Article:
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In July 1789, the Lady Julian left her mooring and sailed down the Thames on the first stage of her journey to the colony of New South Wales. There were over 200 convict women on board. Most had spent months, sometimes years, before they sailed in gaols waiting to know their fate. These women were supposed to provide sexual services and a breeding bank for men already in Australia.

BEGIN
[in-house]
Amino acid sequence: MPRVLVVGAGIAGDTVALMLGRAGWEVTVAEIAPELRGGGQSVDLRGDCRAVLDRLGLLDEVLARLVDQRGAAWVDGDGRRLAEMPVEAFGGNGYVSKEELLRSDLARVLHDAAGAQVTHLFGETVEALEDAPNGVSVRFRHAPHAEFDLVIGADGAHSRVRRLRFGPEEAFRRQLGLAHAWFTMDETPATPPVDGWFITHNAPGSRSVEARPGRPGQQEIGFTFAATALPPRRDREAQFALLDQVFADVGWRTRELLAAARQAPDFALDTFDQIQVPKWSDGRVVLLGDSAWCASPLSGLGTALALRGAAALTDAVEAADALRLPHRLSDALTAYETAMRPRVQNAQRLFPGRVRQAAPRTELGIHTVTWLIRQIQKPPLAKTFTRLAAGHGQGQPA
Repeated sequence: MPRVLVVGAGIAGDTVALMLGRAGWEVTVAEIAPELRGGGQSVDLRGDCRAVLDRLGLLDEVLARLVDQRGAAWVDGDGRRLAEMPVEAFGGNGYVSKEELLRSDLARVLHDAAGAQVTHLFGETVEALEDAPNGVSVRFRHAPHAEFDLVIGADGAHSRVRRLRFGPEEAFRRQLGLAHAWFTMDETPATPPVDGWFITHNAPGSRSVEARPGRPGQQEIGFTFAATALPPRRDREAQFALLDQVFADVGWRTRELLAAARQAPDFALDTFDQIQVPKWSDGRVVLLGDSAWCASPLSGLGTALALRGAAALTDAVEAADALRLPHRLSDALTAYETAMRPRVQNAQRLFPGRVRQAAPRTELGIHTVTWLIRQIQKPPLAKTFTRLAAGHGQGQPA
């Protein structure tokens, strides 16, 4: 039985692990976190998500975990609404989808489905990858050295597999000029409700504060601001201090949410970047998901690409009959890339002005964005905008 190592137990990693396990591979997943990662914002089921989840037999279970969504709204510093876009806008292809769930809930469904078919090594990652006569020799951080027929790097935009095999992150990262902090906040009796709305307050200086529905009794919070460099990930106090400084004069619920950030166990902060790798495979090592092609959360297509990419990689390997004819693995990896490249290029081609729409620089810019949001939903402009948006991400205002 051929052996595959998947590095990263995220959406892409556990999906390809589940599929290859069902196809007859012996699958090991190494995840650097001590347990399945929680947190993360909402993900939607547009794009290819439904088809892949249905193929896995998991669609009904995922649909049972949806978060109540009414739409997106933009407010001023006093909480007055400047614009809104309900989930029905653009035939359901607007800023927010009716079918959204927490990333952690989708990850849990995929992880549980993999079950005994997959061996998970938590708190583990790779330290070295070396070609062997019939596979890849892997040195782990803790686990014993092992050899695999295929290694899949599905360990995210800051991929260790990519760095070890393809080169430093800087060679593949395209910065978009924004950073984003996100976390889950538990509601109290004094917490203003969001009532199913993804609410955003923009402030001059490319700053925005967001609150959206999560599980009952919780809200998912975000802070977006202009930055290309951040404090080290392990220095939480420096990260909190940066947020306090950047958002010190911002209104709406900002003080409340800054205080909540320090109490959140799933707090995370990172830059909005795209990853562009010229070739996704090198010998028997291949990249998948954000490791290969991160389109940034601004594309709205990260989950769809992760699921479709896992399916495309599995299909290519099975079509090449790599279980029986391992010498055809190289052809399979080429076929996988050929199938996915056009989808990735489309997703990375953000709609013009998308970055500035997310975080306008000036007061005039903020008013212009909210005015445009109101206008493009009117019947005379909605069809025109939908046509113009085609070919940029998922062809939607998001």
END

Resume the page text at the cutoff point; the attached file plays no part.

Based on painstaking research and primary sources, such as court records, along with the first-hand account of the voyage written by the ship's steward, a man who fell in love with convict woman Sarah Whitelam on the journey, Rees tells an enthralling story of recovered history that brings the past to vivid life.


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